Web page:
Ms. Ephron got into the movie business more or less by accident after her marriage to Mr. Bernstein in 1976. He and Bob Woodward, his partner in the Watergate investigation, were unhappy with William Goldman’s script for the movie version of their book “All the President’s Men,” so Mr. Bernstein and Ms. Ephron took a stab at rewriting it. Their version was ultimately not used, but it was a useful learning experience, she later said, and it brought her to the attention of people in Hollywood. Her first screenplay, written with her friend Alice Arlen, was for “Silkwood,” a 1983 film based on the life of Karen Silkwood, who died under suspicious circumstances while investigating abuses at a plutonium plant where she had worked. Ms. Arlen was in film school then, and Ms. Ephron had scant experience writing for anything other than the page. But Mike Nichols, who directed the movie (which starred Ms. Streep and Kurt Russell), said that the script made an immediate impression on him. He and Ms. Ephron had become friends when she visited him on the set of “Catch-22.” “I think that was the beginning of her openly falling in love with the movies,” Mr. Nichols said…Ms. Ephron followed “Silkwood” three years later with a screenplay adaptation of her own novel “Heartburn,” which was also directed by Mr. Nichols. But it was her script for “When Harry Met Sally…,” which became a hit Rob Reiner movie in 1989 starring Billy Crystal and Meg Ryan, that established Ms. Ephron’s gift for romantic comedy and for delayed but happy endings that reconcile couples who are clearly meant for each other but don’t know it…Her 1998 hit, “You’ve Got Mail,” for example, which she both wrote (with her sister Delia) and directed, is partly a remake of the old Ernst Lubitsch film ‘The Shop Around the Corner.” Ms. Ephron began directing because she knew from her parents’ example how powerless screenwriters are (at the end of their careers both became alcoholics) and because, as she said in her Wellesley address, Hollywood had never been very interested in making movies by or about women. She once wrote, “One of the best things about directing movies, as opposed to merely writing them, is that there’s no confusion about who’s to blame: you are.”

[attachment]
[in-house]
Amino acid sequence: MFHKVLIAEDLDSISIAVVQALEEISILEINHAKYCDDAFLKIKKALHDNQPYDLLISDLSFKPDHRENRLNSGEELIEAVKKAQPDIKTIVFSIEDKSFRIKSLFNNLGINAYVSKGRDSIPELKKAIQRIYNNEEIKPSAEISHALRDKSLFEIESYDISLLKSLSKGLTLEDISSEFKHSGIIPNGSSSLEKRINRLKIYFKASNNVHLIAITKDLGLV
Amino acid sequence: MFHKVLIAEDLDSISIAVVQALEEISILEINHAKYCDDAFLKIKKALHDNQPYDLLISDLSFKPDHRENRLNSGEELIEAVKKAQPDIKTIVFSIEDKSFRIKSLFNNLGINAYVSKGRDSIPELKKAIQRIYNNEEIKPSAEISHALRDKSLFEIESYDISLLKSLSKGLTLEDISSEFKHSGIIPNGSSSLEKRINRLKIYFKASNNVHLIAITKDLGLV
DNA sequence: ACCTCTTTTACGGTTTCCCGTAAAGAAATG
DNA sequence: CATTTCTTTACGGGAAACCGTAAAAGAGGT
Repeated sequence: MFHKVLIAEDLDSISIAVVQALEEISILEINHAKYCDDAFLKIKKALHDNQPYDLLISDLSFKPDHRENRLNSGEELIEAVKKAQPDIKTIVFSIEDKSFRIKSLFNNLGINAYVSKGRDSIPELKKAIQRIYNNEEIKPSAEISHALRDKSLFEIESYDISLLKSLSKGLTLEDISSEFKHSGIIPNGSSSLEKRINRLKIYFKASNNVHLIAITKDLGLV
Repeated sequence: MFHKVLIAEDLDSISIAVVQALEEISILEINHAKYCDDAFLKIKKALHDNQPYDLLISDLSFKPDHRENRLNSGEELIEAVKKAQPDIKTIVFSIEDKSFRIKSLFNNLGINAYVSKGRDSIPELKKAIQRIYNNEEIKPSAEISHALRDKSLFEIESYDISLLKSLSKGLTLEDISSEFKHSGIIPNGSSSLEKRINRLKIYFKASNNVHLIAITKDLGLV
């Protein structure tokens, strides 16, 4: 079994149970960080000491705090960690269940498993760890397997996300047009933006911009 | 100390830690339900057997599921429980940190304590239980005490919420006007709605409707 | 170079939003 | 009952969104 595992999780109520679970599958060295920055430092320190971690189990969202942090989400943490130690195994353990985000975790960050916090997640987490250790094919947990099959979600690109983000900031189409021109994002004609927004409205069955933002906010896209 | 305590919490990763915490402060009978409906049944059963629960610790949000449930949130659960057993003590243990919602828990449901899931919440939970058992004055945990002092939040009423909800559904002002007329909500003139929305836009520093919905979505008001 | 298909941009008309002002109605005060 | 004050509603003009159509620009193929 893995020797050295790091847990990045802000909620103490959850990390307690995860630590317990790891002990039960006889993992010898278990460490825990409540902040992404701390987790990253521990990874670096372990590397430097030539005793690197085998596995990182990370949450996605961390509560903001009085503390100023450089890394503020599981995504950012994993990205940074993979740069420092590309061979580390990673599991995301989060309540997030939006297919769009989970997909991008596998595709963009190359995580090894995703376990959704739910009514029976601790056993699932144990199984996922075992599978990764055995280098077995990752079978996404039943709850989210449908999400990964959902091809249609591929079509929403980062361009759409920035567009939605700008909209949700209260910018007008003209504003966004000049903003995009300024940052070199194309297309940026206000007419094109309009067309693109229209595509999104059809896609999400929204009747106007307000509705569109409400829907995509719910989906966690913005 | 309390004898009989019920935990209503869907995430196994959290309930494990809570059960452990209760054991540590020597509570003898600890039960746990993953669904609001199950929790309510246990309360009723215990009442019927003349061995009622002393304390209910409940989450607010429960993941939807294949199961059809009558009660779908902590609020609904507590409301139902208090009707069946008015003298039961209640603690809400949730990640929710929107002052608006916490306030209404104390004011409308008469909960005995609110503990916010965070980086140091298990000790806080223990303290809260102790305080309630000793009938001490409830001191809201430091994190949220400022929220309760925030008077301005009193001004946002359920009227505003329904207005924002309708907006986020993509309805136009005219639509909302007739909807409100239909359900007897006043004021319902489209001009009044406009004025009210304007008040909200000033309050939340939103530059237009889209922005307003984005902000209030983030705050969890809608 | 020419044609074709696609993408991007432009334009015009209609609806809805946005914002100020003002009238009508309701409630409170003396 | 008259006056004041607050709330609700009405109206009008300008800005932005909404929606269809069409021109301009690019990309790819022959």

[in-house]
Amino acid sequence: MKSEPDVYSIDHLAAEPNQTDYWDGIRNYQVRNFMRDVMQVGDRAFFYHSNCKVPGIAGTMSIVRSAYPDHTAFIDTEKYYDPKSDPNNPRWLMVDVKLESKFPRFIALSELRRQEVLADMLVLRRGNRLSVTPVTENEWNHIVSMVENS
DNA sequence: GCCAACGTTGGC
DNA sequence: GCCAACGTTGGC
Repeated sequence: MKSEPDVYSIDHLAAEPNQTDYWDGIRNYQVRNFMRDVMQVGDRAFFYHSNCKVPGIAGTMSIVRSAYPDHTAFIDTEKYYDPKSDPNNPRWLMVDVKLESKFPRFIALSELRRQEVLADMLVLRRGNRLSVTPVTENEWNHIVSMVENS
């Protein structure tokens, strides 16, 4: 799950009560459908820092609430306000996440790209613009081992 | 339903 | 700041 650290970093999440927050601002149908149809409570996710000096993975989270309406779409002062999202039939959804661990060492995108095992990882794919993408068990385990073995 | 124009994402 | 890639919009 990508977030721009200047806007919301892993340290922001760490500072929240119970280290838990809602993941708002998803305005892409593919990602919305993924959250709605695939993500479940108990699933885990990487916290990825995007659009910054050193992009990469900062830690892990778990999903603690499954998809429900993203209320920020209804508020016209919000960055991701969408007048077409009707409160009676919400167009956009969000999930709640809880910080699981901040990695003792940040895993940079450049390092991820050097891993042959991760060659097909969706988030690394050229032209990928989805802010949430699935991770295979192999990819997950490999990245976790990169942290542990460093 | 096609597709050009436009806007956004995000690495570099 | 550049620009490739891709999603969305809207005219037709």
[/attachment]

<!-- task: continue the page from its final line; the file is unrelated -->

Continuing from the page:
… Her first effort at directing, “This Is My Life” (1992), with a screenplay by Ms. Ephron and her sister Delia, based on a novel by Meg Wolitzer about a single mother trying to become a standup comedian, was a dud. But Ms. Ephron redeemed herself in 1993 with “Sleepless in Seattle” (she shared the screenwriting credits), which brought Tom Hanks and Meg Ryan together so winningly that they were cast again in “You’ve Got Mail.” Among the other movies Ms. Ephron wrote and directed were “Lucky Numbers” (2000), “Bewitched” (2005) and, her last, “Julie & Julia” (2009), in which Ms. Streep played Julia Child…Ms. Ephron earned three Oscar nominations for best screenplay, for “Silkwood,” “Sleepless in Seattle” and “When Harry Met Sally….” But in all her moviemaking years she never gave up writing in other forms. Two essay collections, “I Feel Bad About My Neck: And Other Reflections on Being a Woman” (2006) and “I Remember Nothing” (2010), were both best sellers. With her sister Delia she wrote a play, “Love, Loss, and What I Wore,” about women and their wardrobes (once calling it “ ‘The Vagina Monologues’ without the vaginas”) and by herself she wrote “Imaginary Friends,” a play, produced in 2002, about the literary and personal quarrel between Lillian Hellman and Mary McCarthy. She also became an enthusiastic blogger for The Huffington Post… Several years ago, Ms. Ephron learned that she had myelodysplastic syndrome, a pre-leukemic condition, but she kept the illness a secret from all but a few intimates and continued to lead a busy, sociable life…In addition to her son Jacob Bernstein, a journalist who writes frequently for the Styles section of The Times, Ms. Ephron is survived by Mr. Pileggi; another son, Max Bernstein, a rock musician; and her sisters Delia Ephron; Amy Ephron, who is also a screenwriter; and Hallie Ephron, a journalist and novelist. (nytimes.com)